Diary of A Canvasser: Children’s Right’s Referendum

So it’s the second Referendum of 2012 and it is one we have been waiting for! While polls show that the Yes Side is a good bit ahead,  a Red C Poll for the National Youth Council of Ireland last week put the the Yes campaign on 74% and 4% against. The remaining 22% are undecided/Don’t know. While this is good news, there is a word of warning number of people who are informed about the issues. The poll has these numbers:

  • 14% say they are extremely knowledgeable about the Children’s Referendum
  • 19% say they are quite knowledgeable
  • 39% say they are not very knowledgeable
  • 22% say they are not at all knowledgeable

Its because of this Groups in favour must be out there making there points to ensure that they get their point across before the No side really get going!

So who is out campaigning on this? On the Yes Side we have:

  • Fine Gael
  • Labour
  • Fianna Fail
  • Sinn Fein
  • ULA
  • All independent TD’s and Senators
  • Yes For Children (composed of ISPCC, Barnardos, Children’s Rights Alliance and Campaign for Children)

On the No Side you have:

  • Alliance of Parents Against the State
  • Two Right Now
  • Parents for Children
  • John Water’s
  • Vincent Browne

So it does seem a bit one sided! But the Referendums last October was similar and we all know how that worked out for the Oireachtas Powers of Investigation Amendment.

So I have been out canvassing with Yes for Children and Young Fine Gael. With Yes for Children I took part in their canvass in Wilton (12th Oct) and Kinsale (13th Oct) and boy are these people good. Most of their canvassers are workers and volunteers with children’s charities and certainly passionate on this. As you can guess the majority of the responses were quite positive with some people questioning the cost, timing and a few people thinking we were voting on abortion (not yet!!!).

Kinsale was a very similar and we were blessed with the weather and certainly the people of Kinsale were very interested in what we were doing and supportive. One of or two people were against the amendment, but that is the joy of a democracy! One person was against the amendment because it didnt go far enough, which was an interesting point!

With YFG it has mainly been an information campaign on campus, but a door to door canvass is also under way, which I have been able to partake in yet. Hopefully that will change!

With today being the last day to register to vote, the campaign enters the final stretch. With TV3 hosting a debate next week, hopefully more coverage of the referendum will follow.

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Poverty-reduction measures ‘fall short’

A LOT more could have been done in the Budget to make a real difference to the lives of Ireland’s poorest children and pensioners, campaign groups claimed last night.Social Affairs Minister Seamus Brennan said his €1.4 billion budget package — €300 million more than last year — was focused on eliminating child poverty and increasing pensioners’ incomes.

Mr Brennan said all child dependent allowance rates would be increased to a new maximum rate of €22 per child per week from January, and child benefit would be increased by €10 a month from April.

Mr Brennan said he was also delivering on the Government commitment to bring State pensions to €200 a week, with the contributory pension increasing to €209.30, an increase of 16 and the non-contributory pension increasing to €200, up €18.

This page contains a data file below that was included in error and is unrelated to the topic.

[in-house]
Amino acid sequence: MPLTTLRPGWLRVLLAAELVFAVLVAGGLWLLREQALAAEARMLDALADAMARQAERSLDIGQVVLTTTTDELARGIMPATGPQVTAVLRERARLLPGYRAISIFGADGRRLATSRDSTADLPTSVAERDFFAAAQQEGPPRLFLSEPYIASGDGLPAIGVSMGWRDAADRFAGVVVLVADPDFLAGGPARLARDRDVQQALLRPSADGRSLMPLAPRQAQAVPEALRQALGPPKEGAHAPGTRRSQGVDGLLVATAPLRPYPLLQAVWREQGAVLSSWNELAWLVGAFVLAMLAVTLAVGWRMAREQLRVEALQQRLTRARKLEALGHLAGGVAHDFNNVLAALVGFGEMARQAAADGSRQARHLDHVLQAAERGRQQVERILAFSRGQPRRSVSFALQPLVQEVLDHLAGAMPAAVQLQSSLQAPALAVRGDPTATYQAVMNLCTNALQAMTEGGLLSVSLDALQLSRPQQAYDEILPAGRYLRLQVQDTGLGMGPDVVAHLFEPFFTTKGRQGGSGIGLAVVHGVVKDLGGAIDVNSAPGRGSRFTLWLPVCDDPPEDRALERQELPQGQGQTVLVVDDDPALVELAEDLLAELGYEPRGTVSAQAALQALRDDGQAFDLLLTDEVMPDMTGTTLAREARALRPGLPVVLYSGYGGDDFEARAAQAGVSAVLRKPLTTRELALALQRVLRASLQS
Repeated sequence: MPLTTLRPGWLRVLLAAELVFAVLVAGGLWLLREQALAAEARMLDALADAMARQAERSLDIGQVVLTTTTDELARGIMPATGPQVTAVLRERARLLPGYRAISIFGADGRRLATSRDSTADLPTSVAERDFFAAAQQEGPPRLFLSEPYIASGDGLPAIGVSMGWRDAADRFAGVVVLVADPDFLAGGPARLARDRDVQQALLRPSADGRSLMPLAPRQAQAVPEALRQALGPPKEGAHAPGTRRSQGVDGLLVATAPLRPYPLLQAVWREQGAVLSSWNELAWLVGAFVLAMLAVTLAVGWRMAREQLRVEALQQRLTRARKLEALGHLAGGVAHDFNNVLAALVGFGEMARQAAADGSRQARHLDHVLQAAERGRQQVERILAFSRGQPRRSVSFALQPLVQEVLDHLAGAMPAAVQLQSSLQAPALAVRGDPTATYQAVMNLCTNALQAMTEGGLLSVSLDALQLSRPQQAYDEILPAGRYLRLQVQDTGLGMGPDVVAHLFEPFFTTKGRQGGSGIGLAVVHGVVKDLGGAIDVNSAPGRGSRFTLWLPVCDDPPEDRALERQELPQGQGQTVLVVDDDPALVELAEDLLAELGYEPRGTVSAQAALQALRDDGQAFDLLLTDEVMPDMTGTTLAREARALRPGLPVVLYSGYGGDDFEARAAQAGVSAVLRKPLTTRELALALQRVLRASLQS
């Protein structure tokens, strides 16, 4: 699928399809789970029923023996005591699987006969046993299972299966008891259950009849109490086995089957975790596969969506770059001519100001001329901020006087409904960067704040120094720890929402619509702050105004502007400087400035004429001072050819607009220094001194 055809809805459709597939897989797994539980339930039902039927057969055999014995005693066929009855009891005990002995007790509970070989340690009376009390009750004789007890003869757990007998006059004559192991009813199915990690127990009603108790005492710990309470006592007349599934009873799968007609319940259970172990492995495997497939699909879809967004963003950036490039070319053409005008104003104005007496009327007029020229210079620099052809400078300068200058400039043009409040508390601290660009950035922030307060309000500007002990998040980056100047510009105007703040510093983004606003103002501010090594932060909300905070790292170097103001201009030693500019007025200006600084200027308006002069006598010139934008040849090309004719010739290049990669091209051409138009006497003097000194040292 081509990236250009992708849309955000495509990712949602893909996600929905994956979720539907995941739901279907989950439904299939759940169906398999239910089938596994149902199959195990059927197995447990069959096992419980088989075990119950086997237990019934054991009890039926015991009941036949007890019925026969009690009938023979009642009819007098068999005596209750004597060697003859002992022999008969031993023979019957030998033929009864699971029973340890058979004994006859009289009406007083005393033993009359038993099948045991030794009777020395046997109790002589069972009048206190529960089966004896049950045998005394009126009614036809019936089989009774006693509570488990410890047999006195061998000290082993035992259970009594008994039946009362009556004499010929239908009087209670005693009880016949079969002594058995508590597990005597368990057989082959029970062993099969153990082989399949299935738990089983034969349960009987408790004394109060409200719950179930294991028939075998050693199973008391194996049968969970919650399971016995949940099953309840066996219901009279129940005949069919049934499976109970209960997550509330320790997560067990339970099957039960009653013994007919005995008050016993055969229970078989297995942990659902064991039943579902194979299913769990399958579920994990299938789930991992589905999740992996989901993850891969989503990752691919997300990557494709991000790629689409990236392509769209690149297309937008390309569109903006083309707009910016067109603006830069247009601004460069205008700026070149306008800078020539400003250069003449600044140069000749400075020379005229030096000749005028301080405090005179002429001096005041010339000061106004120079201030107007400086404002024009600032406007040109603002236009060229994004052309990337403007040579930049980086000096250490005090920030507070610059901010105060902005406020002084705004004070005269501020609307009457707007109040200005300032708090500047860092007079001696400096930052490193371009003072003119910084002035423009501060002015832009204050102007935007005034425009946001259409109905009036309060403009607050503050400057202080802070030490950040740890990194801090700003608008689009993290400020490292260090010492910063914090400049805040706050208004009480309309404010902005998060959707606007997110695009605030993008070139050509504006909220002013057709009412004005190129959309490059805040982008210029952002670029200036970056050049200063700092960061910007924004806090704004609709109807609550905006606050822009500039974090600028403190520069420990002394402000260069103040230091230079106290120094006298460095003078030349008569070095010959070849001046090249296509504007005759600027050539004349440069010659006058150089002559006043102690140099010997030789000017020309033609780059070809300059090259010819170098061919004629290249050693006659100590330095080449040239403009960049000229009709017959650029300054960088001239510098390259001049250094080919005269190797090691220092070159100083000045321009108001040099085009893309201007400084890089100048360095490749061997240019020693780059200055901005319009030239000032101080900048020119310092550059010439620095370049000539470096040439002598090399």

St Vincent De Paul (SVP) said that while moves made by Mr Brennan to tackle poverty were welcome, it believes he could have done more to help the country’s poorest families.

“A more targeted approach could have been taken to assist those most in need, particularly those on social welfare and low paid employment,” said SVP vice president Prof John Monaghan.

Ireland’s largest children’s charity, Barnardos, welcomed the €10 increase in child benefit, along with the changes in child dependence allowance, but felt the minister could have gone further to make a real difference to the lives of 100,000 children living in consistent poverty.

“Overall, we would give this budget six out of 10, with the additional remark ‘could have done better’,” said Barnardos chief executive Fergus Finlay.

The national organisation for one-parent families, One Family, were disappointed with the dismal increase in the top-up payment targeted at those with children dependent on social welfare — it was the first such increase in 12 years.

“The nature of the increase means that children in one-parent families, who are the poorest family type, will only receive a paltry €2.70 increase in child dependent allowance (CDA) per week,” said One Family’s policy manager Candy Murphy.

Age Action said it was concerned that the Government had decided not to do more to help Ireland’s poorest pensioners at a time when the State’s coffers were bulging.

But Combat Poverty director Helen Johnston said measures they had recommended had been delivered on and believed the Government was moving in the right direction in terms of tackling child poverty.

Ms Johnston said Combat Poverty had calculated that the increases in CDA, child benefit and the 50% increase in the back to school clothing and footwear allowance meant that a child in a family in receipt of social welfare would get an additional €9 per week.

But SIPTU said the Budget would be seen as “miserly to mothers and children” because of the Government’s failure to adequately increase child benefit, extend it to all families or raise the amount paid to women on maternity leave.

Source: BudgetForum.com